Please don’t think that just because anyone can open an account, everyone can process with PayPal. That’s not true, and I think it plays a considerable role in complaints against PayPal. There’s a specific list of PayPal prohibited businesses, which I encourage everyone to check out. You’ll also be under scrutiny as soon as you start processing. If PayPal decides you present an unacceptable risk, it will terminate your account. So make sure you operate transparently and use sound business practices. Check out our guide on how to prevent holds, freezes, and terminations.
PayPal Customer Service & Support
PayPal has several different customer service channels. Depending on your question or problem, you can check out any of these options:
- Community Forum: If you want insights and advice from other PayPal merchants, the community forum is a good place to start.
- Knowledgebase: PayPal’s self-help resources are pretty extensive, both for consumer users as well as merchants. You’ll find a vast array of questions and answers in the searchable database, which should cover most of your needs.
- Phone/Email: Any PayPal customer service review must note that PayPal’s phone support is quite inconsistent, judging from online opinion (see Negative PayPal Reviews & Complaints). Sometimes you’ll get a rep who knows what they’re doing; other times you won’t. My advice is to avoid calling, if at all possible. Answers to the most common problems can be found with just a little bit of searching. Between the knowledgebase, community forum, and quick answers sections, you should be able to find a solution.
- Social Media: PayPal is active on Facebook, but if you want help on social media, you’re better off taking to Twitter, where you can send a tweet to PayPal and get some assistance that way.
- Resolution Center: Through PayPal’s resolution center, a merchant can communicate directly with a buyer to resolve a transaction problem. You can also use it to attempt to resolve an account limitation, to report unauthorized account activity, and ask PayPal to investigate a transaction problem.
One compelling benefit of using PayPal is the sheer volume of users. Any time you encounter an error or a problem, you can google it. The odds are good that you’ll find a solution from another merchant who has already dealt with the same issue. However, when it comes to account issues (such as holds), you’ll need to talk to someone over the phone. If need be, you can go through the BBB (read more about that in the PayPal Customer Reviews & Complaints section).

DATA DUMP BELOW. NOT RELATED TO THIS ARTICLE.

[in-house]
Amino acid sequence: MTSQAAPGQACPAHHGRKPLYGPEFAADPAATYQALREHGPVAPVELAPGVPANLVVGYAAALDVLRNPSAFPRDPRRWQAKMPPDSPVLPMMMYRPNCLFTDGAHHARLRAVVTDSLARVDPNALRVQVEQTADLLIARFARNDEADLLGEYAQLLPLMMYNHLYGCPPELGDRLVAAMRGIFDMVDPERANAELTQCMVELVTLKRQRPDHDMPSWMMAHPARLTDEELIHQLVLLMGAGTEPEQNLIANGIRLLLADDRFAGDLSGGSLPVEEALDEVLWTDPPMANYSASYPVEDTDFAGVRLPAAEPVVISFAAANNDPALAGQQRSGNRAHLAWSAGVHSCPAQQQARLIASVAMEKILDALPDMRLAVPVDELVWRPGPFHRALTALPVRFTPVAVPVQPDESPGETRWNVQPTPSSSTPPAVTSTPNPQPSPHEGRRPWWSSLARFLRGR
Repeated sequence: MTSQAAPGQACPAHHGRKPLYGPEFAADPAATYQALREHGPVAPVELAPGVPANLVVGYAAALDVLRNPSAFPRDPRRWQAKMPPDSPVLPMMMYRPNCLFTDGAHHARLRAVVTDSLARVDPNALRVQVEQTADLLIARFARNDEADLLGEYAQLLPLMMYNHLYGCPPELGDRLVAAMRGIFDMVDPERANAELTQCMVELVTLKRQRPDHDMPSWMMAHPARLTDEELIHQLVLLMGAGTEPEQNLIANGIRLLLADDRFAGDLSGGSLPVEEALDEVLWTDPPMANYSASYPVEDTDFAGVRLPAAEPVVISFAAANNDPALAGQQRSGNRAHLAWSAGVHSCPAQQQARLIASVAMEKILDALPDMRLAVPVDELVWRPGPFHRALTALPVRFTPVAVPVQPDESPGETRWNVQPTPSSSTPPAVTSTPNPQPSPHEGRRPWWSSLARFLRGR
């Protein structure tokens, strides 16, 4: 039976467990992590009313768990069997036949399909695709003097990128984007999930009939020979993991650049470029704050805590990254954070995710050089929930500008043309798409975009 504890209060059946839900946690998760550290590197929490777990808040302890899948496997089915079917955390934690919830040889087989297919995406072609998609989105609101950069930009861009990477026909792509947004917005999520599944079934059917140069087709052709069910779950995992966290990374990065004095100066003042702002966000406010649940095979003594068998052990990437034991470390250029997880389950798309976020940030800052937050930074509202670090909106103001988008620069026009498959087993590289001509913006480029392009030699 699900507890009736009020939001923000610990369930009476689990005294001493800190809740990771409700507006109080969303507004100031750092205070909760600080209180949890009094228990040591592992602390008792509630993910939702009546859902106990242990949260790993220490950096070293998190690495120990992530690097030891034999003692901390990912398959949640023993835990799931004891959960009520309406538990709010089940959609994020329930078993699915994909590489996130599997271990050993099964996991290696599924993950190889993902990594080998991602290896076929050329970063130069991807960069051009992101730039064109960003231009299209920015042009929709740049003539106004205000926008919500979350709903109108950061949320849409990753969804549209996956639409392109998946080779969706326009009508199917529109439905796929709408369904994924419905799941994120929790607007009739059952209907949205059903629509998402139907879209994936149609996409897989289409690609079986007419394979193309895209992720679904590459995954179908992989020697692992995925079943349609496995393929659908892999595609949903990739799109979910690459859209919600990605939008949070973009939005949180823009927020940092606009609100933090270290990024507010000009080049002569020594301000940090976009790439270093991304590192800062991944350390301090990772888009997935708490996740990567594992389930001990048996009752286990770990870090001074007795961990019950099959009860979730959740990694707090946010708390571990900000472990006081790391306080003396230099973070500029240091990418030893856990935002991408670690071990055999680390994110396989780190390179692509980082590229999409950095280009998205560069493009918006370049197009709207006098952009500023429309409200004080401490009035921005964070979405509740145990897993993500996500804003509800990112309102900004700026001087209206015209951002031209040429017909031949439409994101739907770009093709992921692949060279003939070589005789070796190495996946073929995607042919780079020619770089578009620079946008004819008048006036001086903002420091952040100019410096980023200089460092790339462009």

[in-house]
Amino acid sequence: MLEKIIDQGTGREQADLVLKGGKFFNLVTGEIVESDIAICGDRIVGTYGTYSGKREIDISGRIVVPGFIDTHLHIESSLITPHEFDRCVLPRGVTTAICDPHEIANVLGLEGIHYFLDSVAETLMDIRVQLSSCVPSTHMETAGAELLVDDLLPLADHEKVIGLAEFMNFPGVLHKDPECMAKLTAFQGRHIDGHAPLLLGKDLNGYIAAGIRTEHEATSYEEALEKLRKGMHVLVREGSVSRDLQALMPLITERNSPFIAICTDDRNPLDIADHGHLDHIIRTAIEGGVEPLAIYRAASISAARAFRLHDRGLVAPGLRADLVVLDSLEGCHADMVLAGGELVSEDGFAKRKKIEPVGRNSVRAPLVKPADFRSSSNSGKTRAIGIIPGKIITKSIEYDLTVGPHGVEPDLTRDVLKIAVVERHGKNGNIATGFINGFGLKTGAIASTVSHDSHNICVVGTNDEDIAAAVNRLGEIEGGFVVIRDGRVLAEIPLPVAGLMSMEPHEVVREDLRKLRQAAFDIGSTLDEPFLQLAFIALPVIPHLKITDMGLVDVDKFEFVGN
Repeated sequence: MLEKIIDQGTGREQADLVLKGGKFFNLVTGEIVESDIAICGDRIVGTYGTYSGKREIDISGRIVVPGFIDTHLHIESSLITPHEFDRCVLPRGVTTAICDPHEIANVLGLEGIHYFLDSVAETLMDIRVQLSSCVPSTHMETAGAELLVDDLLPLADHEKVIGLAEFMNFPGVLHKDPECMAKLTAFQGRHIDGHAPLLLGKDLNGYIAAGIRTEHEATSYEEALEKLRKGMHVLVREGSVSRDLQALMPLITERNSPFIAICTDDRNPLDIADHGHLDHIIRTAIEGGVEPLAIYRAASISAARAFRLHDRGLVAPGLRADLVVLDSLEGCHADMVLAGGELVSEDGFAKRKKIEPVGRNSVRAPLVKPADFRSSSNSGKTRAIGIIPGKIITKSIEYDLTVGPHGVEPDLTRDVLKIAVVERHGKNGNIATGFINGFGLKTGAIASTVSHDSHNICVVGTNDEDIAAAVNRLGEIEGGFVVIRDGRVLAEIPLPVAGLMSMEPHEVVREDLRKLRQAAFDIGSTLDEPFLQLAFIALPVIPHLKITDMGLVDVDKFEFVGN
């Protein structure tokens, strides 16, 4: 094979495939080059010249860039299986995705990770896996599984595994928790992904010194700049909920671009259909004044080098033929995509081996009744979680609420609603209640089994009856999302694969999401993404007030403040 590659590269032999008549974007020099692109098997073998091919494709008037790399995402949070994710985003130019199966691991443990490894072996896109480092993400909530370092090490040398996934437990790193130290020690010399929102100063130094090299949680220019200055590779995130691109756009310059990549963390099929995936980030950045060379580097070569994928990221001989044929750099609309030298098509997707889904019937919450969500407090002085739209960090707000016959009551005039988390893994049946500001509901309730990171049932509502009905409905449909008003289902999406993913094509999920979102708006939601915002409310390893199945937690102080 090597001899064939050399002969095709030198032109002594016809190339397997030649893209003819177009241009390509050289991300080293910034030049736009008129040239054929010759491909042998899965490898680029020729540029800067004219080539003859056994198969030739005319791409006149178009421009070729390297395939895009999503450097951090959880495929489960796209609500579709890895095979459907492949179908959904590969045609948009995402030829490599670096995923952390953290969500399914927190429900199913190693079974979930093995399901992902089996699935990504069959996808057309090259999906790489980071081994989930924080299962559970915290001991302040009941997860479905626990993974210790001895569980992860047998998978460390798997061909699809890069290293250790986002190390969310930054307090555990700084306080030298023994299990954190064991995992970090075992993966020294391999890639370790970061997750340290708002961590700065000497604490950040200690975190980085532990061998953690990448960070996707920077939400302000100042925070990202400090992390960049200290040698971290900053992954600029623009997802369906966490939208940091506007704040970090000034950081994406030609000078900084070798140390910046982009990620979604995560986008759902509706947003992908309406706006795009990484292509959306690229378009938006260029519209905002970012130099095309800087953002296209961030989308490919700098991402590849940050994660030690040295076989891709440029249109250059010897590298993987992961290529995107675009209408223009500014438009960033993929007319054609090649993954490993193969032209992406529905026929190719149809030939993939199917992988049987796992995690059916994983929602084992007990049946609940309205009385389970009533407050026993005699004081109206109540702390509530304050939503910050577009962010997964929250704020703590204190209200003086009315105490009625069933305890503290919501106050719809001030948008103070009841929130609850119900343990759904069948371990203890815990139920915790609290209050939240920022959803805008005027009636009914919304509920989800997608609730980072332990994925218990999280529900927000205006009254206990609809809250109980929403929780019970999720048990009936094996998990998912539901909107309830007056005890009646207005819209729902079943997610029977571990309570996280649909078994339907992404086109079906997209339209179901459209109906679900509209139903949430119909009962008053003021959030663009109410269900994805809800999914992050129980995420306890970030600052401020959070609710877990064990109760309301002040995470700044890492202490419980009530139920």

Integrations & Add-Ons
PayPal integrates with a vast number of applications, from shopping carts to accounting software, shipping applications, and email marketing software. There are just way too many to write out, but you can find the full list on PayPal’s site.
If you are interested in PayPal integrations, here’s a quick primer on some of the options available:
There’s an obvious benefit to having so many integration options: You won’t have to worry about whether your shopping cart is compatible or not because it most likely is. The same goes for major accounting applications, such as QuickBooks Online and Xero. And there’s no shortage of well-known, robust POS solutions for retail stores and restaurants. Plus, PayPal integrates with some more specialized solutions as well.
PayPal Customer Reviews & Complaints
Positive PayPal Reviews & Testimonials
Though you’ll find plenty of negative comments in PayPal customer reviews, there are plenty of positive comments from merchants (and even some developers). Considering over 28 million merchants are using PayPal, this shouldn’t be too much of a surprise. Here’s what the positive chatter in PayPal credit card processing reviews is all about:
- Easy Setup: Most PayPal for business reviews — particularly from business owners — rave about how easy it is to set up a PayPal account. If you’re using PayPal Payments Standard (or even PayPal Checkout), then you can get started almost instantly.
- Widely Accepted: PayPal has an extensive user base, making it a trustworthy payment option for everyone. If you’re just getting your business off the ground, starting with something such as PayPal is a good choice. The name recognition and trust associated with PayPal (especially with its buyer protections) can be a serious asset in the early days of operation.
- Almost-Instant Access To Cash: Your PayPal transactions clear almost immediately, so you can spend the money in your account as soon as you have it — provided the place where you’re spending it accepts PayPal, of course. If you want your money anywhere, don’t overlook the PayPal Business Debit card. It works like a debit card, but it deducts directly from your PayPal account. And now we have the instant transfer option, too.